Image: Universal Pictures
It seems at least once a year, a new movie reminds me of a line from Michael Keaton’s Multiplicity: “You know how when you make a copy of a copy, it’s not quite as sharp as, well, the original?”
When the Boris Karloff-starring The Mummy was remade in 1999, it succeeded by being a riff not just on the 1932 Mummy but also on Indiana Jones and his ilk, which gave it just enough of a distinct flavour, even if none of the ingredients were anything new.
The new Mummy, starring Tom Cruise, is built on the 1932 original, plus Raiders of the Lost Ark, plus the 1999 version, plus Generic Tom Cruise Action Movies. It’s just all too much, preventing the new version from truly coming to life.
Photo: Warner Bros.
“Spiritual sequels” are a peculiar lot. They don’t directly follow or necessarily have anything narratively to do with their predecessors, but are usually constructed by the same people, creating a similar tone or style, to such an extent that they elicit all the same feelings in audiences (ideally), even though they’re a brand new story. Such is the case with The Nice Guys. Continue reading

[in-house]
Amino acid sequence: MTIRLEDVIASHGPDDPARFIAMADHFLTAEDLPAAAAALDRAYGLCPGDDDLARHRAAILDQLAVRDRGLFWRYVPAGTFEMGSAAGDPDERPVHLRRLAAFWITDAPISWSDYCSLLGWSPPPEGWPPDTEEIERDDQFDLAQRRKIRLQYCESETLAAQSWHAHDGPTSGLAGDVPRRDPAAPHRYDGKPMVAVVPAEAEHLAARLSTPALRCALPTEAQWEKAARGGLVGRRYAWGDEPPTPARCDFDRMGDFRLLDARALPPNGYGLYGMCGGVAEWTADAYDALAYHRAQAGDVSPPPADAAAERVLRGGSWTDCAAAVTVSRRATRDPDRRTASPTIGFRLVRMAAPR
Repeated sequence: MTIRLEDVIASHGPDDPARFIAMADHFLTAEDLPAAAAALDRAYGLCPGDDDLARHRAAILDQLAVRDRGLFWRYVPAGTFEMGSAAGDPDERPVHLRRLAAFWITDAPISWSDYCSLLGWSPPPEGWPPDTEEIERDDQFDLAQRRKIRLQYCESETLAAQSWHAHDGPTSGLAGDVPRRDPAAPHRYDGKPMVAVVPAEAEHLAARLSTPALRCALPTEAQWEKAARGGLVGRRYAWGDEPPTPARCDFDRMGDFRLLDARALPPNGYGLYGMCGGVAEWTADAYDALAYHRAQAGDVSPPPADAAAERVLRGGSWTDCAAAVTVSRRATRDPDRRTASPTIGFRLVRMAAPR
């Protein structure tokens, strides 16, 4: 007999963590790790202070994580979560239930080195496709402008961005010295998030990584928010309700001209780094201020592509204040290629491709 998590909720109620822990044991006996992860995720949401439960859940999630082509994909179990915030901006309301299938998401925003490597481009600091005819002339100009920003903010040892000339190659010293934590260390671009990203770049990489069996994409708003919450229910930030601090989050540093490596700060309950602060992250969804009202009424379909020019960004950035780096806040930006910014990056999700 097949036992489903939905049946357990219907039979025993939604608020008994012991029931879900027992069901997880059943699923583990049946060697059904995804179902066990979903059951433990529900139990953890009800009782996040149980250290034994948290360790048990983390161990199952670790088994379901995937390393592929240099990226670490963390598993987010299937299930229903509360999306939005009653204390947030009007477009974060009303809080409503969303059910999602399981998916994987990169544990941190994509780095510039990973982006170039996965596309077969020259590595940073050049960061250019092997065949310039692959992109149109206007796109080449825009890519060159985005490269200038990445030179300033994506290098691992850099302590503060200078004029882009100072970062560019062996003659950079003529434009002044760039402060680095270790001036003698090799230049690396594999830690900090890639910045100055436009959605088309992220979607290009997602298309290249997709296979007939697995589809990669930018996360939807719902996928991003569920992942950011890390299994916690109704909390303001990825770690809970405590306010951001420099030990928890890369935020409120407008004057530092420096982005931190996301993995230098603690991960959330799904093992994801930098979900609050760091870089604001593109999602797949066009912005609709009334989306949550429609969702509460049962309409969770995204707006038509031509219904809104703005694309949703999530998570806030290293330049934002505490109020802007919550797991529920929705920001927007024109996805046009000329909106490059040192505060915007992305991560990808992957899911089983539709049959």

Photo: Paramount Pictures
(I preface this review by admitting I have only an elementary knowledge of the Biblical tale of Noah and his ark. My primary concern is not with how literal, inaccurate, religious, or blasphemous the new Noah is, but solely with how strong or weak a movie I felt it to be.)
There is a long history of religious movies, dating nearly a hundred years. And for nearly as long as there have been religious movies, there have been movies that tackle religion controversially, from The Last Temptation of Christ and Water to Monty Python’s The Life of Brian and Dogma. Noah, directed by the polarizing Darren Aronofsky, seems destined to join such lightning rods, though the liberties it takes in its adaptation threaten to alienate it from both the religious and the secular. Continue reading